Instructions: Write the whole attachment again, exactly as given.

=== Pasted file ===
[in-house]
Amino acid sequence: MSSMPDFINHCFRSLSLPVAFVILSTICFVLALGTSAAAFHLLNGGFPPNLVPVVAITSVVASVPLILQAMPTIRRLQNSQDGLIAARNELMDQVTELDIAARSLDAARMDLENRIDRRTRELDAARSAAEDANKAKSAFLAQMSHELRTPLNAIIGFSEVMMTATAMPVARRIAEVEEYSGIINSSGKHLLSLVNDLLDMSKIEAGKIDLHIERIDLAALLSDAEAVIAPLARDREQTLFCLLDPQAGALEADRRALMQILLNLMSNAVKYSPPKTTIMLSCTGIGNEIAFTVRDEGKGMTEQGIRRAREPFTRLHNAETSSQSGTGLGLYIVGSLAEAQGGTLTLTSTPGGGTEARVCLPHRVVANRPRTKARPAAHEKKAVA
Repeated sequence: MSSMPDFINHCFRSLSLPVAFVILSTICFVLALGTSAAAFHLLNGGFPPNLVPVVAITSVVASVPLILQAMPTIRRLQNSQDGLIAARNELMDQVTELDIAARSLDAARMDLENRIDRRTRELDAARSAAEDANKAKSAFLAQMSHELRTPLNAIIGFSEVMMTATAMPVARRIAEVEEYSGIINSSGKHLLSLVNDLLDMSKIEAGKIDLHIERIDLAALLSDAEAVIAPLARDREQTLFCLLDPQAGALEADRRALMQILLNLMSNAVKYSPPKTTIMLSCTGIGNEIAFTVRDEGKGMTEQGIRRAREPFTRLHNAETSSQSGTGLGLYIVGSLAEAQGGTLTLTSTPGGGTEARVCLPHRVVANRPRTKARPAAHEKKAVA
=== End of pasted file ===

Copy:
[in-house]
Amino acid sequence: MSSMPDFINHCFRSLSLPVAFVILSTICFVLALGTSAAAFHLLNGGFPPNLVPVVAITSVVASVPLILQAMPTIRRLQNSQDGLIAARNELMDQVTELDIAARSLDAARMDLENRIDRRTRELDAARSAAEDANKAKSAFLAQMSHELRTPLNAIIGFSEVMMTATAMPVARRIAEVEEYSGIINSSGKHLLSLVNDLLDMSKIEAGKIDLHIERIDLAALLSDAEAVIAPLARDREQTLFCLLDPQAGALEADRRALMQILLNLMSNAVKYSPPKTTIMLSCTGIGNEIAFTVRDEGKGMTEQGIRRAREPFTRLHNAETSSQSGTGLGLYIVGSLAEAQGGTLTLTSTPGGGTEARVCLPHRVVANRPRTKARPAAHEKKAVA
Repeated sequence: MSSMPDFINHCFRSLSLPVAFVILSTICFVLALGTSAAAFHLLNGGFPPNLVPVVAITSVVASVPLILQAMPTIRRLQNSQDGLIAARNELMDQVTELDIAARSLDAARMDLENRIDRRTRELDAARSAAEDANKAKSAFLAQMSHELRTPLNAIIGFSEVMMTATAMPVARRIAEVEEYSGIINSSGKHLLSLVNDLLDMSKIEAGKIDLHIERIDLAALLSDAEAVIAPLARDREQTLFCLLDPQAGALEADRRALMQILLNLMSNAVKYSPPKTTIMLSCTGIGNEIAFTVRDEGKGMTEQGIRRAREPFTRLHNAETSSQSGTGLGLYIVGSLAEAQGGTLTLTSTPGGGTEARVCLPHRVVANRPRTKARPAAHEKKAVA